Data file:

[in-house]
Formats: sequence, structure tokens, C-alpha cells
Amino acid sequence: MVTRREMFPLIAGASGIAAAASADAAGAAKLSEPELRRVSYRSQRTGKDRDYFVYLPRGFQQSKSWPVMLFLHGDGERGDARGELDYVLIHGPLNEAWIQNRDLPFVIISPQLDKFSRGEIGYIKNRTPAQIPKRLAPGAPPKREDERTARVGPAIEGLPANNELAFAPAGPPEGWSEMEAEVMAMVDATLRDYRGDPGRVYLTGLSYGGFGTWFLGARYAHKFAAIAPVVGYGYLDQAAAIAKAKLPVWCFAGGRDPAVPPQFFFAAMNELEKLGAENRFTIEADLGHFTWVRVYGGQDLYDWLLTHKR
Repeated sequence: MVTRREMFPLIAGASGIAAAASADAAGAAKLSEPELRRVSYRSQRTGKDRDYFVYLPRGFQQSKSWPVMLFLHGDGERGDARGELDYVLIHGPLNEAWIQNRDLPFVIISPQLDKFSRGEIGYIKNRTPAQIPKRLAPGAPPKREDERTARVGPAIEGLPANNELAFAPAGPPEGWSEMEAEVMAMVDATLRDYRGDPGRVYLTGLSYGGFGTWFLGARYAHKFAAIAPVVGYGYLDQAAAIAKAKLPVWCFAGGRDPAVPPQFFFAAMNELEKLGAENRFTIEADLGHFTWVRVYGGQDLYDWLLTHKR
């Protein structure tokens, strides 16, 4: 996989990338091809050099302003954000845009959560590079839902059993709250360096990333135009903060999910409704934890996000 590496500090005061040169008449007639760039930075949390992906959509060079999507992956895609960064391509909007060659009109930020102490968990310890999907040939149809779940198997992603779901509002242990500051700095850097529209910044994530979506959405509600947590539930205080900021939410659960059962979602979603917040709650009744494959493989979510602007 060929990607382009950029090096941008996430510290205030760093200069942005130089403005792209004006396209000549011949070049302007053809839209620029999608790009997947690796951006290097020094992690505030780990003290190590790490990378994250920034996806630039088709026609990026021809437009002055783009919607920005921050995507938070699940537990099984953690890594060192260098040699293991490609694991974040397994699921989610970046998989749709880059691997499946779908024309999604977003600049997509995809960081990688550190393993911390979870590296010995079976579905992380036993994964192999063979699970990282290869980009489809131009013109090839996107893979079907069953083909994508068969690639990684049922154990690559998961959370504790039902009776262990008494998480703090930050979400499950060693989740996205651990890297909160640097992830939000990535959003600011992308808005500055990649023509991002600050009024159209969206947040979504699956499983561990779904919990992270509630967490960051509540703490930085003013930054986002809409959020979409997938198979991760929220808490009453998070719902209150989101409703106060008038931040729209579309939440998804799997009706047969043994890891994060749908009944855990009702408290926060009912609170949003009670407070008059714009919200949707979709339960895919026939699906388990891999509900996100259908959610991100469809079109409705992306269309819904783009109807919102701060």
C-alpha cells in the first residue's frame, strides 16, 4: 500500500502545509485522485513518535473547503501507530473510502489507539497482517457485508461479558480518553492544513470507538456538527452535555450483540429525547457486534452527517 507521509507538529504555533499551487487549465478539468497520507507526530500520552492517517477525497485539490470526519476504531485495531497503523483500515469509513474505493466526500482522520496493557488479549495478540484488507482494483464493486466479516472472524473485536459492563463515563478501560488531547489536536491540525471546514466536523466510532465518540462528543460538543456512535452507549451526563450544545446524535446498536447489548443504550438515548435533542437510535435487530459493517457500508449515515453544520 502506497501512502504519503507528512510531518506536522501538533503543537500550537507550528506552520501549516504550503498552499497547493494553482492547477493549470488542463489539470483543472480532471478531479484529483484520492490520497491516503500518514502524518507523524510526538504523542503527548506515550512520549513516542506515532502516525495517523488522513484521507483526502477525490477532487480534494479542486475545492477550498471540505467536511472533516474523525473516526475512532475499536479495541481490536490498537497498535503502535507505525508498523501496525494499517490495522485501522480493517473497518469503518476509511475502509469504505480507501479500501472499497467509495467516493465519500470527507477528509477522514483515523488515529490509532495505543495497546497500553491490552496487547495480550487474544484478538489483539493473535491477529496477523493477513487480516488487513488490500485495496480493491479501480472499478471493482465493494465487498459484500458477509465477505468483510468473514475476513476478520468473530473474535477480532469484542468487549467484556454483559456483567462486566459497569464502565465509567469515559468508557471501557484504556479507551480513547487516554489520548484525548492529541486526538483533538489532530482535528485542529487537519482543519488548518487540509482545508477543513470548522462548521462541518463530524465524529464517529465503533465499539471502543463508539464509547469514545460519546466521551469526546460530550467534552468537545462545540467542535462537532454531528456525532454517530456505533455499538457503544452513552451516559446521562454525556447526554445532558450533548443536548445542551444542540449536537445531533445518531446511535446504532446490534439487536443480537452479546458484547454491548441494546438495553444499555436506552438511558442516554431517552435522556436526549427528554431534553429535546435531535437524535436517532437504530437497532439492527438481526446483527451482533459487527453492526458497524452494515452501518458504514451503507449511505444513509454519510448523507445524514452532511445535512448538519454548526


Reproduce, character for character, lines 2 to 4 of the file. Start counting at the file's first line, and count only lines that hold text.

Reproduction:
Formats: sequence, structure tokens, C-alpha cells
Amino acid sequence: MVTRREMFPLIAGASGIAAAASADAAGAAKLSEPELRRVSYRSQRTGKDRDYFVYLPRGFQQSKSWPVMLFLHGDGERGDARGELDYVLIHGPLNEAWIQNRDLPFVIISPQLDKFSRGEIGYIKNRTPAQIPKRLAPGAPPKREDERTARVGPAIEGLPANNELAFAPAGPPEGWSEMEAEVMAMVDATLRDYRGDPGRVYLTGLSYGGFGTWFLGARYAHKFAAIAPVVGYGYLDQAAAIAKAKLPVWCFAGGRDPAVPPQFFFAAMNELEKLGAENRFTIEADLGHFTWVRVYGGQDLYDWLLTHKR
Repeated sequence: MVTRREMFPLIAGASGIAAAASADAAGAAKLSEPELRRVSYRSQRTGKDRDYFVYLPRGFQQSKSWPVMLFLHGDGERGDARGELDYVLIHGPLNEAWIQNRDLPFVIISPQLDKFSRGEIGYIKNRTPAQIPKRLAPGAPPKREDERTARVGPAIEGLPANNELAFAPAGPPEGWSEMEAEVMAMVDATLRDYRGDPGRVYLTGLSYGGFGTWFLGARYAHKFAAIAPVVGYGYLDQAAAIAKAKLPVWCFAGGRDPAVPPQFFFAAMNELEKLGAENRFTIEADLGHFTWVRVYGGQDLYDWLLTHKR